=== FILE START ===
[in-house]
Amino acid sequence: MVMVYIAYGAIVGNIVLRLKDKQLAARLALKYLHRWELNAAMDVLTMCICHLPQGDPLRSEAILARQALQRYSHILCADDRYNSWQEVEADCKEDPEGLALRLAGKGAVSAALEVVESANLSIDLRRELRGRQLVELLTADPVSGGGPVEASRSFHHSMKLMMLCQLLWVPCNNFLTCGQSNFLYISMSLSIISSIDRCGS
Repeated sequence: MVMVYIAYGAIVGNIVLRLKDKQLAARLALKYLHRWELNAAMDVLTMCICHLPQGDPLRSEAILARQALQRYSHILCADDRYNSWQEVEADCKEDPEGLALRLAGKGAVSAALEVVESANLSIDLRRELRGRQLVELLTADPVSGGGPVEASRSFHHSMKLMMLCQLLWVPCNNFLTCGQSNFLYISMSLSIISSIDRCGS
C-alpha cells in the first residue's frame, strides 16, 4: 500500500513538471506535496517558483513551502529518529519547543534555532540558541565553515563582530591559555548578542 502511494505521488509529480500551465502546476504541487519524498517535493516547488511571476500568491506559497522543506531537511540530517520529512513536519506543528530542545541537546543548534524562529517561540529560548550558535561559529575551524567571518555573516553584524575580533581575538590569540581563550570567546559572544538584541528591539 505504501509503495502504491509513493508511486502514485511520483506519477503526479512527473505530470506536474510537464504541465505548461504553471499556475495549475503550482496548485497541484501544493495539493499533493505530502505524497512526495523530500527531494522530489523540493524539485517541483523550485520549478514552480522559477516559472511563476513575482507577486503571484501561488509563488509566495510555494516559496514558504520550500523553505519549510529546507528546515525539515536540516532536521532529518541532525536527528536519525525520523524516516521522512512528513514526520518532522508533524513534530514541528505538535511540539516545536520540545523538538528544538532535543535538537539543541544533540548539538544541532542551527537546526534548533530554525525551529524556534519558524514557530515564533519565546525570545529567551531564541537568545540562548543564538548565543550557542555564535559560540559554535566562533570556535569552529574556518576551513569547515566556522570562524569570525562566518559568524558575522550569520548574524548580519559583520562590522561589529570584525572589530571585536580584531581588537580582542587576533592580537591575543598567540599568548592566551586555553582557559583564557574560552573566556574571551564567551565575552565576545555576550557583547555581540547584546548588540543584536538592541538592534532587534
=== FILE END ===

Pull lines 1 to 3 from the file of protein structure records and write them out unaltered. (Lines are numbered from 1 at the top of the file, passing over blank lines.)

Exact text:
[in-house]
Amino acid sequence: MVMVYIAYGAIVGNIVLRLKDKQLAARLALKYLHRWELNAAMDVLTMCICHLPQGDPLRSEAILARQALQRYSHILCADDRYNSWQEVEADCKEDPEGLALRLAGKGAVSAALEVVESANLSIDLRRELRGRQLVELLTADPVSGGGPVEASRSFHHSMKLMMLCQLLWVPCNNFLTCGQSNFLYISMSLSIISSIDRCGS
Repeated sequence: MVMVYIAYGAIVGNIVLRLKDKQLAARLALKYLHRWELNAAMDVLTMCICHLPQGDPLRSEAILARQALQRYSHILCADDRYNSWQEVEADCKEDPEGLALRLAGKGAVSAALEVVESANLSIDLRRELRGRQLVELLTADPVSGGGPVEASRSFHHSMKLMMLCQLLWVPCNNFLTCGQSNFLYISMSLSIISSIDRCGS